Racism isn’t measured. It’s not even defined, nationally. When an attempt is made, it’s often by those who can’t actually experience it. Race itself is designed only to designate power. White on top, everyone else in a big pile on the very distant the bottom. This makes racism an incredibly complex system that includes us as individuals as well as our institutions. And since we as Americans are not great at learning from our history, it only gets more complex over time. 

As a Black person, I wince when I hear someone call me “colored.” It’s not that the person is racist, necessarily. It’s that the use of that word shows that the person’s understanding of race is so out of date, the amount of work needed to understand the current complexity of the issue is unlikely to get done. And, honestly, there’s probably a reason the work wasn’t done in the first place.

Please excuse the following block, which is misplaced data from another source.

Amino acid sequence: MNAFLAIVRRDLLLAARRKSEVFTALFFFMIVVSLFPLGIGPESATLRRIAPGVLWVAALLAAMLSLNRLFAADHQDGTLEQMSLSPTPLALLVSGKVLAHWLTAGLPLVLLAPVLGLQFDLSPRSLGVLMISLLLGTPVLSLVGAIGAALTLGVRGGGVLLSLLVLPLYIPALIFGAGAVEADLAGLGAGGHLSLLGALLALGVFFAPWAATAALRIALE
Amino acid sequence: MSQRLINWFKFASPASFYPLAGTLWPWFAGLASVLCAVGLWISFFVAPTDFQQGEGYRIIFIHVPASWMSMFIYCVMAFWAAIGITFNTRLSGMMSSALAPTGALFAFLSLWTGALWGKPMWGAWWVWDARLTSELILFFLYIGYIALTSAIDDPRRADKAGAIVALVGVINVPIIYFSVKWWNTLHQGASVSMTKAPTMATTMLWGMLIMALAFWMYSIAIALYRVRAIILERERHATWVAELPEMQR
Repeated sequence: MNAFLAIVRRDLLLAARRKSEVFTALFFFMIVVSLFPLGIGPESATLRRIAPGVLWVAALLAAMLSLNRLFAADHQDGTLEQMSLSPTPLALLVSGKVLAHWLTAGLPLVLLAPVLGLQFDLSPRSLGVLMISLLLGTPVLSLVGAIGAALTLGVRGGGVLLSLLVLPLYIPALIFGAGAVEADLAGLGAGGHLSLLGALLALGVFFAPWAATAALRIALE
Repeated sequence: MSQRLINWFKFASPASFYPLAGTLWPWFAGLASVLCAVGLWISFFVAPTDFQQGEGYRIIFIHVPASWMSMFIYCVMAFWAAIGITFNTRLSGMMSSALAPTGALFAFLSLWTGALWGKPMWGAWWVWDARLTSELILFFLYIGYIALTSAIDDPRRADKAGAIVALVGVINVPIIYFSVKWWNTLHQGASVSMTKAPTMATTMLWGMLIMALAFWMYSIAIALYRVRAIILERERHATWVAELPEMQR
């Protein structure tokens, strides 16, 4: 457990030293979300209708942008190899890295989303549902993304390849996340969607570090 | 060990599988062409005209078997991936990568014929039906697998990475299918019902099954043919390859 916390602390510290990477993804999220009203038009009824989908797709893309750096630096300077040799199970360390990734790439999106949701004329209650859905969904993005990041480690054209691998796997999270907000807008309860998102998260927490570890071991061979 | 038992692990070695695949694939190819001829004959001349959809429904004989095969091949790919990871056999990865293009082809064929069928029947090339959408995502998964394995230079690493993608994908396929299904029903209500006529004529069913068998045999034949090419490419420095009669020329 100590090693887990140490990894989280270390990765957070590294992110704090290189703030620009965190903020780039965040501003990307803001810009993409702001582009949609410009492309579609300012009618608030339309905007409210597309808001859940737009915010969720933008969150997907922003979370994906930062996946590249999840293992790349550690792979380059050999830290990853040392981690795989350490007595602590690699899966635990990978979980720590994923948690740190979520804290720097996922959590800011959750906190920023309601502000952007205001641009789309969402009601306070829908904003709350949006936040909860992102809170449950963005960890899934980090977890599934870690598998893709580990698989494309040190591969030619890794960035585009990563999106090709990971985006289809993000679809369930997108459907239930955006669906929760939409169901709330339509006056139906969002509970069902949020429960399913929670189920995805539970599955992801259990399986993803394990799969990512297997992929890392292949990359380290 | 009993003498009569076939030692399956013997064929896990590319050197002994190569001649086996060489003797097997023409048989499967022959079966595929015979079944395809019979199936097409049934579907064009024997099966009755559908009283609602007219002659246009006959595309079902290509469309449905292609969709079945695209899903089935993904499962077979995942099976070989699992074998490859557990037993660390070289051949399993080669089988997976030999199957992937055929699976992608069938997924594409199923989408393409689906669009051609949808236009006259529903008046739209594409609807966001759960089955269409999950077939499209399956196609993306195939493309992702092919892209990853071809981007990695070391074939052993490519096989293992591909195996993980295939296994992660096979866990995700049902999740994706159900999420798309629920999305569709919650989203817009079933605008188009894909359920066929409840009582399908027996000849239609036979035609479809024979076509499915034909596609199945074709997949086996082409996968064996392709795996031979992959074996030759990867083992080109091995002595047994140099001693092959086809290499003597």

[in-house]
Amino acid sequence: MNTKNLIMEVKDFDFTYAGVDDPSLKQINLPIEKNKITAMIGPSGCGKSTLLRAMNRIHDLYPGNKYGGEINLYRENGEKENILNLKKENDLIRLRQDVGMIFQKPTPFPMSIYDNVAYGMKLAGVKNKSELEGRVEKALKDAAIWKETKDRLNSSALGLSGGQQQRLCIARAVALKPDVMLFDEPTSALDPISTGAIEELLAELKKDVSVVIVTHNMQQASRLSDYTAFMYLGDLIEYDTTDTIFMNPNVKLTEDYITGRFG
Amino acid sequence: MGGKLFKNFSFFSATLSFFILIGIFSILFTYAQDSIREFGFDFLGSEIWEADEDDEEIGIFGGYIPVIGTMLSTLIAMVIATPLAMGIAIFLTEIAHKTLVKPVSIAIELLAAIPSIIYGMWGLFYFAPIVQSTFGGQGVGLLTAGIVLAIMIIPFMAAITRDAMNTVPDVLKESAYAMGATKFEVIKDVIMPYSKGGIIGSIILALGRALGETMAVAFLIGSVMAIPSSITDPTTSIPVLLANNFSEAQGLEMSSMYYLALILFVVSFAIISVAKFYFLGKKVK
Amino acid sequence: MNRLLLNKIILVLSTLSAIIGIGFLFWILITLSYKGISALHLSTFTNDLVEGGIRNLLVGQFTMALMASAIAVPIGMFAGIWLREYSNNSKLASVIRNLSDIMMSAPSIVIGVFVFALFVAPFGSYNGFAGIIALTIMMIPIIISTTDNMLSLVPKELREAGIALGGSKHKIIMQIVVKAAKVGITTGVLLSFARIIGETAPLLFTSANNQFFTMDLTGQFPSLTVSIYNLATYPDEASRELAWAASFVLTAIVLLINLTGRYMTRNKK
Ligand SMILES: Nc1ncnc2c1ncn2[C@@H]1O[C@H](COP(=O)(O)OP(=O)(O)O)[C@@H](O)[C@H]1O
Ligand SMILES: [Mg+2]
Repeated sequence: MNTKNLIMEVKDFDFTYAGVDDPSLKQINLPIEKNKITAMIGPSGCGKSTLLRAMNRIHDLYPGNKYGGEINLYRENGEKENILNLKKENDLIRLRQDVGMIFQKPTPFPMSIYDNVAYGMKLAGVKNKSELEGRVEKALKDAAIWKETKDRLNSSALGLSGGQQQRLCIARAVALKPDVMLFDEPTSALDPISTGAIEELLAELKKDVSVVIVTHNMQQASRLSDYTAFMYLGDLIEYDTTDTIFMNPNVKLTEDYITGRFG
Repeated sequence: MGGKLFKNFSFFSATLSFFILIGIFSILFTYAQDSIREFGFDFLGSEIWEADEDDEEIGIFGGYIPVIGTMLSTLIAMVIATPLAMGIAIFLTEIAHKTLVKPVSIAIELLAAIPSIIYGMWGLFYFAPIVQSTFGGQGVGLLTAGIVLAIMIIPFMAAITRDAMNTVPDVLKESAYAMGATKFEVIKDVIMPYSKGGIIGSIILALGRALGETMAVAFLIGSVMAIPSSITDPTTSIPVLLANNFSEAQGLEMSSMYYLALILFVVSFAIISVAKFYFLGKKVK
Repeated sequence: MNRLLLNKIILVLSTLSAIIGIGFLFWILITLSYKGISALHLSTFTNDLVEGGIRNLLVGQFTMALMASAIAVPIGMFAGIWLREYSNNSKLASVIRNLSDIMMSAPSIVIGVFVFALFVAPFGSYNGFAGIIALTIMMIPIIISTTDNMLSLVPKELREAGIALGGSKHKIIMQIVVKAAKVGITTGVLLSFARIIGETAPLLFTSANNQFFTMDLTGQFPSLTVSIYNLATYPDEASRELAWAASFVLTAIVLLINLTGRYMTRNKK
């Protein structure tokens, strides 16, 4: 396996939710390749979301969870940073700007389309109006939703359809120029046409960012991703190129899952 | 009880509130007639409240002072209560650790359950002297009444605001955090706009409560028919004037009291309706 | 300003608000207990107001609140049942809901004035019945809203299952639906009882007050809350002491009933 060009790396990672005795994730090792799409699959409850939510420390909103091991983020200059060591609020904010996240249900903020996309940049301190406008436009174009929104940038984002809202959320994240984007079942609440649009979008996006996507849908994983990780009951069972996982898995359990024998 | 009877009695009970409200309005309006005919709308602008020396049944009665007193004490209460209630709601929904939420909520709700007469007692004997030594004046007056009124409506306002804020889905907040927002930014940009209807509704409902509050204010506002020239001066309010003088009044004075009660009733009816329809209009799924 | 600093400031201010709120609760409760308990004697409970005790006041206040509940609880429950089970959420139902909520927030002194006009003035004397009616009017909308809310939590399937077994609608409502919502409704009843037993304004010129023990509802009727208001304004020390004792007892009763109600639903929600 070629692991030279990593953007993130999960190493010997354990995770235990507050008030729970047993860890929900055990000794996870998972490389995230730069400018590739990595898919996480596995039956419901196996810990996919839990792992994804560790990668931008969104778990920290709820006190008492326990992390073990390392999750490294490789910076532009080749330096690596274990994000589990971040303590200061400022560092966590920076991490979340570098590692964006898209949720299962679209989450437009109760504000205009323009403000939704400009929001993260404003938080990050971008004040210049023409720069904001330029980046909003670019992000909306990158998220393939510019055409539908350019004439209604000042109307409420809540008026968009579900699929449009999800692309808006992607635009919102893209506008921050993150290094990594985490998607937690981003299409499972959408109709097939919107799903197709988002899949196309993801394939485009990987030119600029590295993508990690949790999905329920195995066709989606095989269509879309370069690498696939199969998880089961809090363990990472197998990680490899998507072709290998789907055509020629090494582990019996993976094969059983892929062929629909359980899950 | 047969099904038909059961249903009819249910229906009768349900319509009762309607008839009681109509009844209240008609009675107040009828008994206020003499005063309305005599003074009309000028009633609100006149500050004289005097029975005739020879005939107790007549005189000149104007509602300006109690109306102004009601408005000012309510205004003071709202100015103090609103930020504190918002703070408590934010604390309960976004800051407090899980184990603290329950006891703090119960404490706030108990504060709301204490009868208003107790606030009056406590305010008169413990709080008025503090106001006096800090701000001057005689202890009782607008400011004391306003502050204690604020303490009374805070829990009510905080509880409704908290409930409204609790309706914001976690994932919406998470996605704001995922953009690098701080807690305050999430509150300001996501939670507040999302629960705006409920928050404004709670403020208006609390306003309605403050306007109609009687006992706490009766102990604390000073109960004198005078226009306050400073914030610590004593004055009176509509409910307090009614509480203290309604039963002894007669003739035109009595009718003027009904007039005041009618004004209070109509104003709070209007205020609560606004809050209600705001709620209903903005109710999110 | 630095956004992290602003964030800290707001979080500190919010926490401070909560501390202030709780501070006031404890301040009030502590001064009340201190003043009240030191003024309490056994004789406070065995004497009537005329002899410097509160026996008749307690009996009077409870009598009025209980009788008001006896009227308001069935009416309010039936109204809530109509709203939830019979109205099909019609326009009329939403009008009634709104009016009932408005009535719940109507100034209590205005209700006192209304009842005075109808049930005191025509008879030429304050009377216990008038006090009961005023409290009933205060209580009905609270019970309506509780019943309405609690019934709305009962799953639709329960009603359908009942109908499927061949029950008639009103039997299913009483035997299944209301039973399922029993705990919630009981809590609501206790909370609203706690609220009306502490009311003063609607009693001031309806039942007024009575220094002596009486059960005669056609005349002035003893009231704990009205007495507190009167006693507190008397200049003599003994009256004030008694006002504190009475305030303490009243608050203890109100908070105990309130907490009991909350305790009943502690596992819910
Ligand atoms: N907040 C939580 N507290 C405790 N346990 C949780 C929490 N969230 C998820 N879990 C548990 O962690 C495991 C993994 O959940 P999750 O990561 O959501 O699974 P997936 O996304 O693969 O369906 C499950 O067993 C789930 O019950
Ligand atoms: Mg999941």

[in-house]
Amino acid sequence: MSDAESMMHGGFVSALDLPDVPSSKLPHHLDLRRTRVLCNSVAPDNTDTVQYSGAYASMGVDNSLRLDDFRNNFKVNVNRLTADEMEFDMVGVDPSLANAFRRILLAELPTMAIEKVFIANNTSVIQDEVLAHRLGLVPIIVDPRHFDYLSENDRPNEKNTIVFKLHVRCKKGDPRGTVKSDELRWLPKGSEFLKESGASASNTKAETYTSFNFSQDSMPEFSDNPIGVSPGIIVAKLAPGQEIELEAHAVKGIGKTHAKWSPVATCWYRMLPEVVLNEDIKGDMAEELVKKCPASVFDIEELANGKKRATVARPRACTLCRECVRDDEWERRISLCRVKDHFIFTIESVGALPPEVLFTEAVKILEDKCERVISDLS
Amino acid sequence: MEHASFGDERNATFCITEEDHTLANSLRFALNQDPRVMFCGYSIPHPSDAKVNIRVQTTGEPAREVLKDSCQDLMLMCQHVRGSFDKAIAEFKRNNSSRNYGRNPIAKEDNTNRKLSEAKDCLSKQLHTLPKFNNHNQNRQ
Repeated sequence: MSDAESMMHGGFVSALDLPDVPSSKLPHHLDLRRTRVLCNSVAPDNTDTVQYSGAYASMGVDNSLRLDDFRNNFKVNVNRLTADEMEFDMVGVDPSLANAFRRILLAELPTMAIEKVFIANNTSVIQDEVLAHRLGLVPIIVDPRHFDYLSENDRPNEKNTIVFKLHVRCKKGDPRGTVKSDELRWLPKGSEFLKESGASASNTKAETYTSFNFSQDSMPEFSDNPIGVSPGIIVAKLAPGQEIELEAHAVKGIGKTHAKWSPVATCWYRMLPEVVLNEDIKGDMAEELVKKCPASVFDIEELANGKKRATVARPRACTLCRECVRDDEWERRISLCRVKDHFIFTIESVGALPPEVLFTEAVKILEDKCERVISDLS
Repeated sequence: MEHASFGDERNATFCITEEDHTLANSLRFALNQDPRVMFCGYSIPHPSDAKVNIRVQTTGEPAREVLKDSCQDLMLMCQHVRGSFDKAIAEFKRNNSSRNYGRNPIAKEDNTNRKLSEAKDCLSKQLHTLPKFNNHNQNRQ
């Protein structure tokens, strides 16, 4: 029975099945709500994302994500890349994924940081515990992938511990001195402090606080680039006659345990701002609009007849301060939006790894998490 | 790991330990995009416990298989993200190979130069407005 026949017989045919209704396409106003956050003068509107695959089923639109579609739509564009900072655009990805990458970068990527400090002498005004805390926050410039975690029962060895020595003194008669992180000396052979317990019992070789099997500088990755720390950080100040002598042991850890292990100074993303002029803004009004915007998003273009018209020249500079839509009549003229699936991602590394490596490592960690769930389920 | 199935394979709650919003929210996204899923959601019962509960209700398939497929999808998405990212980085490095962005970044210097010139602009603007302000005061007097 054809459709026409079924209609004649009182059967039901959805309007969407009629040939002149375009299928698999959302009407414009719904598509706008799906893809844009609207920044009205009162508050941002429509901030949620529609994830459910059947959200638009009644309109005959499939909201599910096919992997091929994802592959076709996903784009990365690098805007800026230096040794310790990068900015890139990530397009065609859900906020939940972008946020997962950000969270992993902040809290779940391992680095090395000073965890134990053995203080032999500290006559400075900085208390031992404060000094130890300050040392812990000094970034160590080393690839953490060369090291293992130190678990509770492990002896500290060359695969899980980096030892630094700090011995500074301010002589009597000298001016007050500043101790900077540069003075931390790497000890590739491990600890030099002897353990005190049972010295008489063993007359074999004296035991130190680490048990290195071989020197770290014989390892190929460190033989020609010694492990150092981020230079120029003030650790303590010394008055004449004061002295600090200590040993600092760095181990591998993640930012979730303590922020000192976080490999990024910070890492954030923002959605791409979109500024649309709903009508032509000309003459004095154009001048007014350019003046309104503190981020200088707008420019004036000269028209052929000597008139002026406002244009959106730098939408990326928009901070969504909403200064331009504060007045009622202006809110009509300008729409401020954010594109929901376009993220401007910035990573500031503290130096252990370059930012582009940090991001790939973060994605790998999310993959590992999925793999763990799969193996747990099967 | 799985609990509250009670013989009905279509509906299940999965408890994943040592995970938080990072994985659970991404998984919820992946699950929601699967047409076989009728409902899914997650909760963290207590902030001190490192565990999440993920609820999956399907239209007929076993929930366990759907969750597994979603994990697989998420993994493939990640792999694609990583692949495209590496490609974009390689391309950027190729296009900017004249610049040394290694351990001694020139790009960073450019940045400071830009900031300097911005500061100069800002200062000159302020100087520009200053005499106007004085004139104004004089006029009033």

Understanding of race is like a map. It needs to be up to date. A map of your town from the 1800s would not help you find a thing today. Everything would be unrecognizable. Sure, the map is valuable in that it’s important to learn about where the roads were back then. They’re the basis for the roads we have now, but that old map would still leave you lost as hell the second you stepped out your door. And it wouldn’t matter how much you loved the map or the good ol’ days from whence it came. We all gotta live right now.

Now, more or less, we operate under the presumption that we all want to be on the right path. Even though we live that way, we know it’s not true. We know that some people want the path to themselves, or just don’t care where they’re going at all, but we carry out our day-to-day as though we all agree.